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Vedder Thinking | Articles SEC Office of the Investor Advocate Issues Annual Report on Objectives for 2022 Fiscal Year


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On June 28, 2021, the SEC's Office of the Investor Advocate (OIA) issued its annual report on objectives for the 2022 fiscal year. The OIA is tasked with, among other things, identifying problems investors have with financial service providers and products and areas in which investors would benefit from changes in financial regulations. The OIA focuses on reviewing SEC and relevant self-regulatory organization rulemaking but prioritizes certain issues to maximize its impact for investors. Among other things, the annual report outlines the following areas of focus for the 2022 fiscal year:

  • Environmental, Social and Governance (ESG) Disclosure. Noting increased investor and regulatory interest in ESG matters, OIA favors a balance of prescriptive and principles-based ESG disclosure requirements, in particular with respect to ESG-related risk disclosure, to promote comparability to the extent possible, particularly with respect to required disclosures of objective facts.

  • Rule 10b5-1 Plans. Rule 10b5-1 Plans, which allow insiders to trade during blackout periods without violating insider-trading laws, have come under scrutiny following evidence that some executives may have misused such plans to effectively trade on the basis of material non-public information. OIA proposes to study the rule and its application to assess, among other things, whether trading under to these plans should be paused during a set “cooling off” period, or whether companies or their executives should be required to disclose plan details.

  • Capital-Raising Alternatives. OIA will study whether investors receive adequate disclosures with respect to certain novel capital-raising methods, such as direct listings and special purpose acquisition companies (SPACs), and whether such methods implicate other investor-protection considerations. In particular, OIA will work with the SEC to assess whether SPAC investors would benefit from additional guidance, regulatory changes or clarification on the scope of the relevant securities laws.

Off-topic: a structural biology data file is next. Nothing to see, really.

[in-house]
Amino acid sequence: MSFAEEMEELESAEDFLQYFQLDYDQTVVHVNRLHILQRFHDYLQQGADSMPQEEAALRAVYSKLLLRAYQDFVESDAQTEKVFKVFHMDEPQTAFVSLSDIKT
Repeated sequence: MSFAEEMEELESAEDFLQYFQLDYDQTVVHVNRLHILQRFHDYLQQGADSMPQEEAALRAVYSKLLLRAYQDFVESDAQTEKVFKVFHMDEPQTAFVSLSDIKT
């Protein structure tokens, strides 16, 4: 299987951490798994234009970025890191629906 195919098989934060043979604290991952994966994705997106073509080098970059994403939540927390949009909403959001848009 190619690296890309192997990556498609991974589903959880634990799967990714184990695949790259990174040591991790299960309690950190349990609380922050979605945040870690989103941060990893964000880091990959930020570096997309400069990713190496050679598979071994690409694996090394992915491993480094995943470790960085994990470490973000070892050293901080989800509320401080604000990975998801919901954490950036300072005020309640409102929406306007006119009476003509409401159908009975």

• Equity Market Structure. OIA intends to continue engagement on initiatives related to: (1) shortening the current two-day security settlement period in U.S. financial markets; (2) pilot programs for thinly traded securities to explore the effects of restricting unlisted trading privileges; (3) enhancing rules governing transfer agents; (4) studying and addressing potential conflicts of interest relating to payments of exchange fees and rebates in connection with broker-dealer order routing behavior as well as the impact of payments for order flow by market makers when broker-dealers route orders off exchanges; and (5) enhancing transparency in short selling and the related practices of stock lending and borrowing.

  • Novel Exchange-Traded Funds (ETFs). OIA will maintain a focus on whether non-transparent ETFs are functioning as intended and will monitor developments related to leveraged and inverse ETFs, specifically regarding the application of new Rule 18f-4 (the Derivatives Rule) to those ETFs.

  • Registered Fund Disclosure. OIA will continue to help the SEC develop effective and efficient disclosure regulations by using surveys, focus groups and other methods to gather information regarding investor behavior and to provide data on disclosure-related policy choices.

  • Cryptocurrency. Noting recent developments and regulatory statements in the cryptocurrency area, OIA will continue to monitor matters regarding cryptocurrencies, including pending applications for cryptocurrency-focused ETFs, to help investors access new investment opportunities while maintaining appropriate investor protections. OIA cited custody issues associated with digital assets and unregulated trading platforms as the most significant obstacles to the launch of a well-regulated cryptocurrency ETF.

  • Broker Conduct. OIA highlighted two issues relevant to broker-dealer conduct: (1) the SEC’s recently adopted “best interest” standard of conduct for recommendations under Regulation BI and (2) broker migration and misconduct. Among other things, OIA encourages regulators, such as the SEC and FINRA, to consider whether the structure of online-only broker-dealers could constitute a recommendation under Regulation BI and to continue to enforce regulations designed to protect investors against bad actors.

  • Financial Exploitation of Senior Investors. OIA advocates for investor protections for vulnerable investors, including seniors, and will work with the SEC to better understand and support senior investors.

The report also contains a summary of the services and activities of the Ombudsman, who acts as a liaison between the SEC and any retail investor to resolve problems that retail investor may have with the SEC or any self-regulatory organization, reviews and recommends policies and procedures to encourage dialogue with the OIA regarding securities law compliance and establishes safeguards to maintain the confidentiality of communications between investors and the Ombudsman. In addition, the report includes a summary of the recommendations of the Investor Advisory Committee (IAC), which is supported by the OIA, and the SEC’s responses during the preceding fiscal year.

The complete OIA Report is available here.


John S. Marten


Nathaniel Segal


Jacob C. Tiedt